On the 28th March 1896 there was a meeting of ‘pigeon keepers’ at the White Swan, Call Lane, Leeds for the purpose of forming a Homing Union and this led to the formation of what was then called the National Homing Union. Although this meeting took place in 1896, the first Annual General Meeting of the Union was held on 27th February 1897 at The Spread Eagle Hotel, Manchester. The title ‘Royal’ was not added until much later but, even in the early days of the Union, there was a close affinity with the Royal family.
Both the Prince of Wales and Duke of York maintained teams of racing pigeons at Sandringham and raced them successfully in both local and national events and this continued when the Duke of York became King. The family tradition is maintained by our present monarch, Queen Elizabeth II and the Royal Lofts are now well established at Sandringham under the supervision of a loft manager, where a number of respectable racing performances have been recorded.
In many respects the sport has changed dramatically from the early days but in some areas there has been little advancement. Timing clocks, designed at the turn of the century, are still in use in many clubs, whilst other members use modern, electronic and Quartz regulated timers. It is a credit to our administrators that our rules have evolved so that the pensioner with a 1920’s Toulet clock can compete on equal terms with the modern fancier having the latest in computer based technology.
The first pigeon races were conducted over relatively short distances using motor transport but serious, long distance racing was made possible by use of the railway system. This allowed for cheap and effective transport of birds to the racepoint and led to the establishment of the type of racing that we enjoy today. It was only when the Beeching ‘axe’ fell on the railway system that an alternative had to be found and the modern road transporter became the norm for race transport. Whether this was an actual improvement or not is open to debate and there are many who would love to revert to the former system. Unfortunately, cost and practicalities make this impossible. There have been occasions where the tentative use of air transport has been broached but, at the present time, the cost is proving too great for general usage.
During those years, the sport grew in membership and popularity, particularly after the end of the last war and early fifties. The National Homing Union received official, Royal patronage and became the Royal National Homing Union, later to become the present Royal Pigeon Racing Association (RPRA). Strangely, until quite recently, it was impossible to calculate the actual number of members in the Association. Members belonged to clubs which were affiliated to the Association but each member paid a subscription to the RPRA for each club of which he was a member. Only one subscription was payable per loft irrespective of the numbers of members in a partnership and the total number of individual members was incalculable. In 1987 this was changed by the introduction of single member subscriptions and the total number of members became known.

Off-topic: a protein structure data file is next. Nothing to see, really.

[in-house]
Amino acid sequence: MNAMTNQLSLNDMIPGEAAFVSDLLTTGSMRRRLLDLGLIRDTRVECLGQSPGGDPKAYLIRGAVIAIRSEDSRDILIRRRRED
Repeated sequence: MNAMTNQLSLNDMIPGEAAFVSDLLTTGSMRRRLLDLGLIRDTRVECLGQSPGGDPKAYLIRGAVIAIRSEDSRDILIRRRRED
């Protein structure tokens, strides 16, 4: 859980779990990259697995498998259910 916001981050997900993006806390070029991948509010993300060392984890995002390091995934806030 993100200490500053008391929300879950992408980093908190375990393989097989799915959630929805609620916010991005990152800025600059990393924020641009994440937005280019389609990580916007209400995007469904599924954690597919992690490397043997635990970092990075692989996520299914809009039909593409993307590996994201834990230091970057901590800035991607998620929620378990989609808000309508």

Despite all of the tribulations of pigeon racing in the 20th century, our members have risen to the call during two periods of national emergency, many giving the ultimate sacrifice for their country, with many thousands more maimed for life during active service. Over these periods, thousands of pigeons were bred by our members and used for communication purposes during the periods of conflict, carrying important and secret information or conveying messages that actually saved the lives of servicemen. During the last war, of the 53 Dickin Medals presented for animal bravery, 32 of them were presented to pigeons and this speaks volumes for the role played by our humble racing pigeons at a time of national emergency. See our dedicated page on pigeons in war.
The head office has been based in Cheltenham, Gloucestershire, since 1964. In fact, pigeons had a major part in the town’s history far before that: in 1715 the astute birds were seen to be pecking at soil with great interest in Bayshill Road – they appeared to be partial to the minerals in the earth. Digging commenced and a well was sunk, and the famous Cheltenham Spa waters were discovered. At the height of its popularity there were 26 spa water sites around the town, built to cope with the vast influx of visitors, greatly encouraged by the visit of King George III in 1788. The pigeon has pride of place on Cheltenham’s coat of arms, and on top of all the public information signposts around the town.
It has been estimated that in 1989 the total membership of the RPRA was 60,000 and that this total has since been declining steadily. Certainly the past eight years have witnessed a drop in membership of approximately 7.5% over the total period. Hopefully, during the next few years, this fall will be arrested and stabilise. Today the Royal Pigeon Racing Association is a thriving business with over thirty employees, an annual turnover of over £1.2 million per year and assets which include office buildings at Cheltenham and Welshpool.
For many fanciers our annual BHW Show of the Year in Blackpool is the highlight of their year and draws fanciers from all parts of both this country and abroad. Friendships formed in Blackpool one year are rekindled at every subsequent event, with the result that the show itself is almost ancillary to the gigantic bond of friendship and goodwill that encompasses all those attending.
We can look back with the satisfaction of knowing that our sport has stood the test of a century of time and look forward with the knowledge and confidence that the fanciers who follow us will enjoy the sport of pigeon racing into the next century.